The men were in their riding silks, or rolled up shirtsleeves and cycling trousers, the women in divided riding skirts or bloomers, corsets, long sleeved blouses, tight jackets and straw hats.
They set off in the coolness of the morning, headed for the beach. Everyone who finished the run would receive a coveted medal, with prizes for the top times.
People always dropped out due to heat, broken bikes, or exhaustion, but at the halfway mark, all of the women were hanging in there. Suddenly, it began to rain, and a torrential thunderstorm drenched everyone.
Many more riders quit, but not one of the women. They continued riding, although their long skirts were weighed down with mud, their skirts got tangled up in the spokes, and they were soaking wet.
The riders made the last leg of the race up the hill from Malbone Street (now Empire Boulevard) and north to Eastern Parkway, each rotation of the pedals getting harder and harder.
They craned their necks to see the pennants of the Rest, the tented building among the most beautiful sights they had ever seen. There were cheering crowds, refreshments, and the end of the race for the exhausted riders.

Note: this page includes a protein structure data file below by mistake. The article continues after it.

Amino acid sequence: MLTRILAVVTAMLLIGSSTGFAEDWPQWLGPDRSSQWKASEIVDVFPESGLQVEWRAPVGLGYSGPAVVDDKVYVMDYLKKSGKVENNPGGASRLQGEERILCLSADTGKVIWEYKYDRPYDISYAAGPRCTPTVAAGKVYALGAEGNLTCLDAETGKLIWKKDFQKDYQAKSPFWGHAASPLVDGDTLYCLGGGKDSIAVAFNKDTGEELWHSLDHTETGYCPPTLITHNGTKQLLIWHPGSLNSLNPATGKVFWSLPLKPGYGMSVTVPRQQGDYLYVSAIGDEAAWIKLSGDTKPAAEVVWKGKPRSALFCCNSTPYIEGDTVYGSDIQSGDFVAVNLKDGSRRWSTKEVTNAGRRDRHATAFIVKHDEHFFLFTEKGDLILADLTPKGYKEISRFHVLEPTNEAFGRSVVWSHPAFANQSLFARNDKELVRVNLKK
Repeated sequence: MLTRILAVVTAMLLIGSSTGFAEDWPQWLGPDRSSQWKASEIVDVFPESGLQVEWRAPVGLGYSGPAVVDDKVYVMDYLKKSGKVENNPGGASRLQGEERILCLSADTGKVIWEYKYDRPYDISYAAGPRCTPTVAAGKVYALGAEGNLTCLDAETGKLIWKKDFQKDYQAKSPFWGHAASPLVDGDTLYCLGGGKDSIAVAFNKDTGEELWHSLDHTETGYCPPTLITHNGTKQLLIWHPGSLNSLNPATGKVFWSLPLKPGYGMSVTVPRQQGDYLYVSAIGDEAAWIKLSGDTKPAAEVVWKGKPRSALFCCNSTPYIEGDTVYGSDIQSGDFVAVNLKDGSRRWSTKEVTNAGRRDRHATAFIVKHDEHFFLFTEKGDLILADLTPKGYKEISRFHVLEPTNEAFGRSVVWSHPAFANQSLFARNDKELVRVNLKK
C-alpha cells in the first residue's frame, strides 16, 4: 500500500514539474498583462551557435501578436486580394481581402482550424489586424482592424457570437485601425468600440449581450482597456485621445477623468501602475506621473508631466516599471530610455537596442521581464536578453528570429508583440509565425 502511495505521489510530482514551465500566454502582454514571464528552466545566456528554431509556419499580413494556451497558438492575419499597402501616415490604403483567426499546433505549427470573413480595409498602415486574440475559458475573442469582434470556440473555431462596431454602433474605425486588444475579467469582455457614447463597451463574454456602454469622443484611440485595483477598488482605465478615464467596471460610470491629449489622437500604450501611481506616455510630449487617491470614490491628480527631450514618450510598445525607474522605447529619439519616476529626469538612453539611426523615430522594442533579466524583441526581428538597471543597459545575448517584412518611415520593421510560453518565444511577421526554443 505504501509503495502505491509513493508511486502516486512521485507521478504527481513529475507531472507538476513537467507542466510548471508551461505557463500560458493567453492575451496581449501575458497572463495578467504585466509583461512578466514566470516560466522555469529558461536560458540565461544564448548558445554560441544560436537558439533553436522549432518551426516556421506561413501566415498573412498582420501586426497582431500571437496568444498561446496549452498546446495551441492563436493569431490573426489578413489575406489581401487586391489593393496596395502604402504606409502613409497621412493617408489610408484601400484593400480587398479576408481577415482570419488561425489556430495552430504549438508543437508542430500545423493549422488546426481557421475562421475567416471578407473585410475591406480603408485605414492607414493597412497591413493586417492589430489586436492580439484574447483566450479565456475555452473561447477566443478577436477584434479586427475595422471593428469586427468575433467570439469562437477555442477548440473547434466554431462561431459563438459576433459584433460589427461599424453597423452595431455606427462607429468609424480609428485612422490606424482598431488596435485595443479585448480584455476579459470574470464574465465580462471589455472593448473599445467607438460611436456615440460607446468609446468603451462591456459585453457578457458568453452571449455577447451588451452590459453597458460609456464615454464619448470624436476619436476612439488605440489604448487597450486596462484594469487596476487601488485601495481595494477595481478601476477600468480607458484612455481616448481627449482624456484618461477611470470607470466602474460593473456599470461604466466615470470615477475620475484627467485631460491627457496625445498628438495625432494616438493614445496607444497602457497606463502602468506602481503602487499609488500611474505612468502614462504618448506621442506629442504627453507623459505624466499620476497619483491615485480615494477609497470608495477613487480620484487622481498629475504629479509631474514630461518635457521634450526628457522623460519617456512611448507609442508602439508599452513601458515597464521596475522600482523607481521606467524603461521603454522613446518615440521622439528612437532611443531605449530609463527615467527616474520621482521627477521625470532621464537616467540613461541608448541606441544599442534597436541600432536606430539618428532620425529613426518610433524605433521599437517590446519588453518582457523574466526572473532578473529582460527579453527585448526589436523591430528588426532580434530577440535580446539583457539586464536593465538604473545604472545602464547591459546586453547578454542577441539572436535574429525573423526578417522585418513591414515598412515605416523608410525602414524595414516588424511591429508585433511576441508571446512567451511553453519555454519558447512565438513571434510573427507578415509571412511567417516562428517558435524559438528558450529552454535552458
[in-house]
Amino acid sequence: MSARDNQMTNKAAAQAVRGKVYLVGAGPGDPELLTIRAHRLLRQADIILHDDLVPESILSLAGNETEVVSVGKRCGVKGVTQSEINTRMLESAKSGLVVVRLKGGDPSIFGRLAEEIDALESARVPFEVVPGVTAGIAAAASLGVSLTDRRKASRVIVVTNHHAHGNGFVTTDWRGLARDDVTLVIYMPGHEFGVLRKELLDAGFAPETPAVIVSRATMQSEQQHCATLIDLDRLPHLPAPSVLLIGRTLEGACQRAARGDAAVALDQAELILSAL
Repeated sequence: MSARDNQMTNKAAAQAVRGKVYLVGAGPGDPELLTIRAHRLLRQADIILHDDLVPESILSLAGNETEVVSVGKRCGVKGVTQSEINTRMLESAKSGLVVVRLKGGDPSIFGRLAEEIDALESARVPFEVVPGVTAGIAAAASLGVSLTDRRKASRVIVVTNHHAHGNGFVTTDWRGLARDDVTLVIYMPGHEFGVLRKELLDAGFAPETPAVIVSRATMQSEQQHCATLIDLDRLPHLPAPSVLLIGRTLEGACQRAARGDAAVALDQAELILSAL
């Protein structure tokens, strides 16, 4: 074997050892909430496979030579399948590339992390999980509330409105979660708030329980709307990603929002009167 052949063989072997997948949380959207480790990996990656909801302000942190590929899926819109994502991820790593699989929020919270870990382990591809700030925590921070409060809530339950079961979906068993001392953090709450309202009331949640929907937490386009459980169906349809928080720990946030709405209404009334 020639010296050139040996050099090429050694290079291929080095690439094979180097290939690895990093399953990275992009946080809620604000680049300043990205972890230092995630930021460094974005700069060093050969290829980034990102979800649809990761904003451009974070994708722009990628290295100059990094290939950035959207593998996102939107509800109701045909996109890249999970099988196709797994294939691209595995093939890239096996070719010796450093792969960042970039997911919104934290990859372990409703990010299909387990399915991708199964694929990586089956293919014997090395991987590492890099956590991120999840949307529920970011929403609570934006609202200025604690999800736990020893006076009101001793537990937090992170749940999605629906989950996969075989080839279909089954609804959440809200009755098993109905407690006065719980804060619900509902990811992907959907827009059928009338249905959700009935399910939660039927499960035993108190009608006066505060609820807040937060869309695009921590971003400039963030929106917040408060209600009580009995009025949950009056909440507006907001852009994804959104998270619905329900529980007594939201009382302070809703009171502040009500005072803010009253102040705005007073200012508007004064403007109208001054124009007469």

All eight women finished, much to the surprise of many of the men and the reporters covering the story.
This was just another weekend for the Bedford Rest.
Ocean Ave bicyclists, 1890s. Via NYC Parks
They had races coming and going from here every weekend, and some during the week as well. It made for a thriving business.
As mentioned in Chapter One, the three owners of the Rest wanted to make their tent-housed business more permanent. They had an architect named Joseph H. Taft draw up plans for a fantastic theme park establishment that resembled a stone Swiss chateau on steroids.
Proposed new Bedford Rest, Brooklyn Eagle, 1986
A theme park on Eastern Broadway, it would feed, entertain and house hundreds of people. They just had to build it, and they knew people would come.
But it never got built. We’ll probably never know why.
Detail on 1904 map. New York Public Library
Instead, the owners greatly improved what they had. As seen in the 1904 map, the Bedford Rest became a large wooden structure with quite a footprint.